Invoking the Scribes of Ancient Egypt

The Initiatory Path of Spiritual Journaling
By (author) Gloria Taylor Brown
By (author) Normandi Ellis
Foreword by Nicki Scully

Other books by this author

Invoking the Scribes of Ancient Egypt
The Initiatory Path of Spiritual Journaling
By (author) Gloria Taylor Brown
By (author) Normandi Ellis
Foreword by Nicki Scully

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Pages : 336

Book Size : 6 x 9

ISBN-13 : 9781591431282

Imprint : Bear & Company

On Sale Date : October 28, 2011

Format : Paperback Book

Illustrations : Includes 16-page color insert and 44 b&w illustrations

The scribes of ancient Egypt were masters of hieroglyphic thinking, which gave them the power to create worlds through their words. This book shows that by writing like scribes we can give our dreams form and recognize our life's purpose.
Description

About Invoking the Scribes of Ancient Egypt

Tools to powerfully write about and manifest your life using the power found in the sacred sites of ancient Egypt

• Reveals how to create meaning from one’s life experiences and manifest new destinies through spiritual writing

• Contains meditations and creative writing exercises exploring sacred themes in the Egyptian Book of the Dead and other hieroglyphic texts of ancient Egypt

• Shares transformative and inspiring pieces written by those who’ve attended the authors’ Egyptian sacred tours

Within each of us is a story, a sacred story that needs to be told, of our heroic efforts and of our losses. The scribes of ancient Egypt devoted their lives to the writing of sacred stories. These technicians of the sacred were masters of hieroglyphic thinking, or heka--the proper words, in the proper sequence, with the proper intonation and the proper intent. Learning heka provided scribes with the power to invoke and create worlds through their words and thoughts. To the writer, heka is a magical way to create meaning from experience. Through heka we manifest new visions and new relationships to ourselves and to others. We can make new art filled with beauty and light.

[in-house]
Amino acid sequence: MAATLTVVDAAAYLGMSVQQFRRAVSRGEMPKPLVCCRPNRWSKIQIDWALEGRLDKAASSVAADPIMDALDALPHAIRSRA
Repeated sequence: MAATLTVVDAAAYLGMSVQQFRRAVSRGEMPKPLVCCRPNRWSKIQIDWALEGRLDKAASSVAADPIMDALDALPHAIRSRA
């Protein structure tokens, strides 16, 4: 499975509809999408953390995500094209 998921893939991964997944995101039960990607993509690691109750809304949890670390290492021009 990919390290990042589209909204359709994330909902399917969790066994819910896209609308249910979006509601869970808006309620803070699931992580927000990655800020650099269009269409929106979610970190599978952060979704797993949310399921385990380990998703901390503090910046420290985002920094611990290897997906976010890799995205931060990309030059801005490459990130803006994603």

Revealing the spiritually transformative power of writing, the authors take us on a journey of self-discovery through the sacred sites of Egypt, from the Temple of Isis to the Great Pyramid of Giza. Through meditations and creative writing exercises exploring the powerful themes found in the hieroglyphic texts of ancient Egypt and the Egyptian Book of the Dead, they show how, through writing, we can live beyond the ordinary, give our dreams form, and discover who we really are and what our lives really mean. Sharing transformative and inspiring pieces written by those who’ve attended their Egyptian sacred tours, the authors reveal how writing your spiritual biography allows you to reconnect to the creativity and divine within, face your fears, offer gratitude for what you have, manifest new destinies, and recognize your life as part of the sacred story of Earth.
Excerpt

Book Excerpt

Day 7
Temple of Osiris - Abydos and Temple of Hathor - Dendera


The Art of Beauty and Grace

Unlike other temples of Egypt, the Temple of Hathor at Dendera presents an open face, with a clear view of the hypostyle hall to the viewer. No great pylons shield the entry, no scene of battle splash across its walls. Instead, a small mammisi, or birthing chamber, sits at the entrance, and a sanatorium is located beyond the mammisi. As pilgrims approach the temple, they arrive in a hypostyle hall of massive columns with the face of the goddess Hathor at the top of each column. Long ago the gold face masks were taken down, but the beauty of the Lady of Turquoise is being reborn as the archaeological restorations carefully remove centuries of dirt and smoke to reveal the original colors.

On the ceiling the much celebrated zodiac of Dendera appears; a replica of the original, which is now located at the Louvre in France. Built upon earlier structures, Dendera as the pilgrim sees it now is almost entirely constructed after the Greeks had assumed rule of Egypt. On the walls, portraits of Cleopatra, Ceasarion, and other Roman rulers abound.

This temple was the home of Hathor, where the statue of the goddess lived most of the year. She traveled annually to Edfu to meet with her consort, Horus. Her name is derived from this connection, meaning “the house of Horus.”

By night the temple takes on a magical air, and the roof leads to the stars.